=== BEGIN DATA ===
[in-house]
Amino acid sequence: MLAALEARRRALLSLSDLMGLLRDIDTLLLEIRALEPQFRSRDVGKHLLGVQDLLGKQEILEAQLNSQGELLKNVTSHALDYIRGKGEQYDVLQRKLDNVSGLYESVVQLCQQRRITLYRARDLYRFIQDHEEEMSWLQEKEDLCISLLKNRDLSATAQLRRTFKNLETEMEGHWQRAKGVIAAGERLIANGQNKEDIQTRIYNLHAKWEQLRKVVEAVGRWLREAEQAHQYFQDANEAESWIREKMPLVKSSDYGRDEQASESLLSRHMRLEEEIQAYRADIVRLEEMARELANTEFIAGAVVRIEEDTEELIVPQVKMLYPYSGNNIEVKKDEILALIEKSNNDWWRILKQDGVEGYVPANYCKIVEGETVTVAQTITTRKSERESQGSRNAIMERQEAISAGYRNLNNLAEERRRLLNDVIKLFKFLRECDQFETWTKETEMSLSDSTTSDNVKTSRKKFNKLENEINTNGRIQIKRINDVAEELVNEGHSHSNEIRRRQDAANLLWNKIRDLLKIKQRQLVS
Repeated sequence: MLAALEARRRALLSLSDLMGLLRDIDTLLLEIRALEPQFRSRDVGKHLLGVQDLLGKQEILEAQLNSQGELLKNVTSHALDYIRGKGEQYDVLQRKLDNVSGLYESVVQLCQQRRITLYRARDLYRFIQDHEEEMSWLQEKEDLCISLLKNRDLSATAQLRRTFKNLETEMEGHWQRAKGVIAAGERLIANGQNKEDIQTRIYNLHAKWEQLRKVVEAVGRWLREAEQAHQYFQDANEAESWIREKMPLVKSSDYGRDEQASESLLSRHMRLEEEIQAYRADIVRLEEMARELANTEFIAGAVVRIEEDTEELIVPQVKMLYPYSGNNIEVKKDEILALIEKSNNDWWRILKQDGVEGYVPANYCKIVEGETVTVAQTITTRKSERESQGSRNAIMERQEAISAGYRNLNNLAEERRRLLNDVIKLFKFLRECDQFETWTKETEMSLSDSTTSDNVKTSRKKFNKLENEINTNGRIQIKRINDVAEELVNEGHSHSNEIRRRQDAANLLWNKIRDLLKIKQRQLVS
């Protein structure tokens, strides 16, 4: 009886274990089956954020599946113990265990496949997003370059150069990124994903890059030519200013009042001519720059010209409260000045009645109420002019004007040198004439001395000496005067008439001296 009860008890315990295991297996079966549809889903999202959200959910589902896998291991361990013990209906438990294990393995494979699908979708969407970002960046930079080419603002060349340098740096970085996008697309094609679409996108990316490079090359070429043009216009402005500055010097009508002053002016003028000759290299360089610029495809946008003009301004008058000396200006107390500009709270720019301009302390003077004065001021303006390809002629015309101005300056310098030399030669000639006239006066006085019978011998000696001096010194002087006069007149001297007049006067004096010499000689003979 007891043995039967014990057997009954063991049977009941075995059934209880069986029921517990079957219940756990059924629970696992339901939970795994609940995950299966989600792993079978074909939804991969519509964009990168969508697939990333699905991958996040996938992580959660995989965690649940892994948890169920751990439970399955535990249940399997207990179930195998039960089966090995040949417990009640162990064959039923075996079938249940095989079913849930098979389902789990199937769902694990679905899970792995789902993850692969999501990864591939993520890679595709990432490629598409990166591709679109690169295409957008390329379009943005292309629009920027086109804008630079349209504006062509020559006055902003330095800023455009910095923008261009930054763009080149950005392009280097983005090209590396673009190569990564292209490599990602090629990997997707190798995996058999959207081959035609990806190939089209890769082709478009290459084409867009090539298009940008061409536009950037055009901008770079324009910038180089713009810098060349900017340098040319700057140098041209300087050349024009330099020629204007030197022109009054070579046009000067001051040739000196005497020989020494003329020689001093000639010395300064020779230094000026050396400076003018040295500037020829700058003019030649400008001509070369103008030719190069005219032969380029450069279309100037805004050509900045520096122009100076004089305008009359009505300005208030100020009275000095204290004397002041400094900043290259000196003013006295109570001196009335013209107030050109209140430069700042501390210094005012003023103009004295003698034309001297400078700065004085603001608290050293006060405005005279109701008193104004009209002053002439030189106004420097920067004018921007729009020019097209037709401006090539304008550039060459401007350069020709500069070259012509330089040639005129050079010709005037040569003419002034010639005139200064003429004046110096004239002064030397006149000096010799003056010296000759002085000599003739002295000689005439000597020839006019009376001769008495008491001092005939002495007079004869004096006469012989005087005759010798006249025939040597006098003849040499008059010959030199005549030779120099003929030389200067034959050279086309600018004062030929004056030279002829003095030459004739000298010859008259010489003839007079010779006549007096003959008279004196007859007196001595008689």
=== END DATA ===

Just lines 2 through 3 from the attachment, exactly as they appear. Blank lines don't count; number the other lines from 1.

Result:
Amino acid sequence: MLAALEARRRALLSLSDLMGLLRDIDTLLLEIRALEPQFRSRDVGKHLLGVQDLLGKQEILEAQLNSQGELLKNVTSHALDYIRGKGEQYDVLQRKLDNVSGLYESVVQLCQQRRITLYRARDLYRFIQDHEEEMSWLQEKEDLCISLLKNRDLSATAQLRRTFKNLETEMEGHWQRAKGVIAAGERLIANGQNKEDIQTRIYNLHAKWEQLRKVVEAVGRWLREAEQAHQYFQDANEAESWIREKMPLVKSSDYGRDEQASESLLSRHMRLEEEIQAYRADIVRLEEMARELANTEFIAGAVVRIEEDTEELIVPQVKMLYPYSGNNIEVKKDEILALIEKSNNDWWRILKQDGVEGYVPANYCKIVEGETVTVAQTITTRKSERESQGSRNAIMERQEAISAGYRNLNNLAEERRRLLNDVIKLFKFLRECDQFETWTKETEMSLSDSTTSDNVKTSRKKFNKLENEINTNGRIQIKRINDVAEELVNEGHSHSNEIRRRQDAANLLWNKIRDLLKIKQRQLVS
Repeated sequence: MLAALEARRRALLSLSDLMGLLRDIDTLLLEIRALEPQFRSRDVGKHLLGVQDLLGKQEILEAQLNSQGELLKNVTSHALDYIRGKGEQYDVLQRKLDNVSGLYESVVQLCQQRRITLYRARDLYRFIQDHEEEMSWLQEKEDLCISLLKNRDLSATAQLRRTFKNLETEMEGHWQRAKGVIAAGERLIANGQNKEDIQTRIYNLHAKWEQLRKVVEAVGRWLREAEQAHQYFQDANEAESWIREKMPLVKSSDYGRDEQASESLLSRHMRLEEEIQAYRADIVRLEEMARELANTEFIAGAVVRIEEDTEELIVPQVKMLYPYSGNNIEVKKDEILALIEKSNNDWWRILKQDGVEGYVPANYCKIVEGETVTVAQTITTRKSERESQGSRNAIMERQEAISAGYRNLNNLAEERRRLLNDVIKLFKFLRECDQFETWTKETEMSLSDSTTSDNVKTSRKKFNKLENEINTNGRIQIKRINDVAEELVNEGHSHSNEIRRRQDAANLLWNKIRDLLKIKQRQLVS